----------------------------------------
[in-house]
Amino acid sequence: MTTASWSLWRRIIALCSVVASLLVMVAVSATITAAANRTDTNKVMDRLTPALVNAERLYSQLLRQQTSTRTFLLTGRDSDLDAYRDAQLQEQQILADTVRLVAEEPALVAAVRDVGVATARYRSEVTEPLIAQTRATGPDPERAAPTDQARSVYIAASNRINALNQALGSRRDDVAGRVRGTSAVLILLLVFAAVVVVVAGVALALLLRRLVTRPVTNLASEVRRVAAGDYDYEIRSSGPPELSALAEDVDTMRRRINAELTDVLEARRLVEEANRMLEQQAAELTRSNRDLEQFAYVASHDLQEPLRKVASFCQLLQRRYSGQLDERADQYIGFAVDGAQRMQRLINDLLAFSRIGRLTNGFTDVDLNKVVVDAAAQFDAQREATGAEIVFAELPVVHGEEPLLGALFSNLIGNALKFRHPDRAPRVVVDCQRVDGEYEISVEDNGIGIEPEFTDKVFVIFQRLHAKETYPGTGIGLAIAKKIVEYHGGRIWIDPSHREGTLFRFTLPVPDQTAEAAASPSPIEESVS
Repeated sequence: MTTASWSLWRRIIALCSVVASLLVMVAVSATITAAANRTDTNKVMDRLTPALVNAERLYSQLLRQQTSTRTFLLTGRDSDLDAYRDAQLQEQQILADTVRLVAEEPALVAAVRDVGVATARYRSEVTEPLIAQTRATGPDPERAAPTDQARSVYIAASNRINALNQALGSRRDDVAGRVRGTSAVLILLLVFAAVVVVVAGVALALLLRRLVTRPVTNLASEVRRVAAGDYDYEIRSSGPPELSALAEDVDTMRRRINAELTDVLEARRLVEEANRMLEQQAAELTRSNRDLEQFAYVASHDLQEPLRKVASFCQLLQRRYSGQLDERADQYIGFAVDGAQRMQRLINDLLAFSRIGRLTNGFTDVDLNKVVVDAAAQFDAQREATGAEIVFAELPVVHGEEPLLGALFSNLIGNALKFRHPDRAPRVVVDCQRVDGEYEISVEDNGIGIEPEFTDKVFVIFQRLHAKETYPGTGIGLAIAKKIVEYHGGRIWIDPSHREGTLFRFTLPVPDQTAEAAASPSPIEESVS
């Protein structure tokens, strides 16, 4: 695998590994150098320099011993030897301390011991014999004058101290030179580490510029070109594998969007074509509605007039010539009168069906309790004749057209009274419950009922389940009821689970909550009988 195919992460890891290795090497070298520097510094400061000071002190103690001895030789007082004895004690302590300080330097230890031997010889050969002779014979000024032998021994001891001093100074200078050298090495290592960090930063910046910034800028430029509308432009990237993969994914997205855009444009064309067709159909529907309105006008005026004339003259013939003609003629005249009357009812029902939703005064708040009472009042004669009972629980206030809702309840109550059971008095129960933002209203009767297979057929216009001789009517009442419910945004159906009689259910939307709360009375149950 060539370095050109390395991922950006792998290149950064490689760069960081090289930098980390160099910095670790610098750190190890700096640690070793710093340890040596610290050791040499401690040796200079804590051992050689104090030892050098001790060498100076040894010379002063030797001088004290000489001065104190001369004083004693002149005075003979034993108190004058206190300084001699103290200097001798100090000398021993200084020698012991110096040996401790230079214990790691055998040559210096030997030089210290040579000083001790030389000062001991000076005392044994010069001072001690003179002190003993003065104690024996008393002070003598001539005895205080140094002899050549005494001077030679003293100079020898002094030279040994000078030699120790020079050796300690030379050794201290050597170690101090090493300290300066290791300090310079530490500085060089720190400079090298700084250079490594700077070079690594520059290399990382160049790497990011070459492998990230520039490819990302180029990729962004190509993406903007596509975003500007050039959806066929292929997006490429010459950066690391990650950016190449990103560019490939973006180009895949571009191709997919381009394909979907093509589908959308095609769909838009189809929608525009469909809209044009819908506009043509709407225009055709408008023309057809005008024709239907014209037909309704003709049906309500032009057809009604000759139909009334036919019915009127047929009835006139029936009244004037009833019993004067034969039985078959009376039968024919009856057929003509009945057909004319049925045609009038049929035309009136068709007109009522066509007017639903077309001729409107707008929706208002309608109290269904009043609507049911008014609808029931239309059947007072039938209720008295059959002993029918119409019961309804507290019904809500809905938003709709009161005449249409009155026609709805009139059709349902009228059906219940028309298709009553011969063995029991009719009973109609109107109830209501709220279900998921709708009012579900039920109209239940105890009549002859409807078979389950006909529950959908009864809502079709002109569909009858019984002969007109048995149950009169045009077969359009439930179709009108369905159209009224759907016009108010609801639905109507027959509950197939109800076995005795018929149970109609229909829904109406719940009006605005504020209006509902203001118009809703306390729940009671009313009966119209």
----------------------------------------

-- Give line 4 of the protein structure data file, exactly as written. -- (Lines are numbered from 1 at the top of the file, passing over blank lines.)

């Protein structure tokens, strides 16, 4: 695998590994150098320099011993030897301390011991014999004058101290030179580490510029070109594998969007074509509605007039010539009168069906309790004749057209009274419950009922389940009821689970909550009988 195919992460890891290795090497070298520097510094400061000071002190103690001895030789007082004895004690302590300080330097230890031997010889050969002779014979000024032998021994001891001093100074200078050298090495290592960090930063910046910034800028430029509308432009990237993969994914997205855009444009064309067709159909529907309105006008005026004339003259013939003609003629005249009357009812029902939703005064708040009472009042004669009972629980206030809702309840109550059971008095129960933002209203009767297979057929216009001789009517009442419910945004159906009689259910939307709360009375149950 060539370095050109390395991922950006792998290149950064490689760069960081090289930098980390160099910095670790610098750190190890700096640690070793710093340890040596610290050791040499401690040796200079804590051992050689104090030892050098001790060498100076040894010379002063030797001088004290000489001065104190001369004083004693002149005075003979034993108190004058206190300084001699103290200097001798100090000398021993200084020698012991110096040996401790230079214990790691055998040559210096030997030089210290040579000083001790030389000062001991000076005392044994010069001072001690003179002190003993003065104690024996008393002070003598001539005895205080140094002899050549005494001077030679003293100079020898002094030279040994000078030699120790020079050796300690030379050794201290050597170690101090090493300290300066290791300090310079530490500085060089720190400079090298700084250079490594700077070079690594520059290399990382160049790497990011070459492998990230520039490819990302180029990729962004190509993406903007596509975003500007050039959806066929292929997006490429010459950066690391990650950016190449990103560019490939973006180009895949571009191709997919381009394909979907093509589908959308095609769909838009189809929608525009469909809209044009819908506009043509709407225009055709408008023309057809005008024709239907014209037909309704003709049906309500032009057809009604000759139909009334036919019915009127047929009835006139029936009244004037009833019993004067034969039985078959009376039968024919009856057929003509009945057909004319049925045609009038049929035309009136068709007109009522066509007017639903077309001729409107707008929706208002309608109290269904009043609507049911008014609808029931239309059947007072039938209720008295059959002993029918119409019961309804507290019904809500809905938003709709009161005449249409009155026609709805009139059709349902009228059906219940028309298709009553011969063995029991009719009973109609109107109830209501709220279900998921709708009012579900039920109209239940105890009549002859409807078979389950006909529950959908009864809502079709002109569909009858019984002969007109048995149950009169045009077969359009439930179709009108369905159209009224759907016009108010609801639905109507027959509950197939109800076995005795018929149970109609229909829904109406719940009006605005504020209006509902203001118009809703306390729940009671009313009966119209």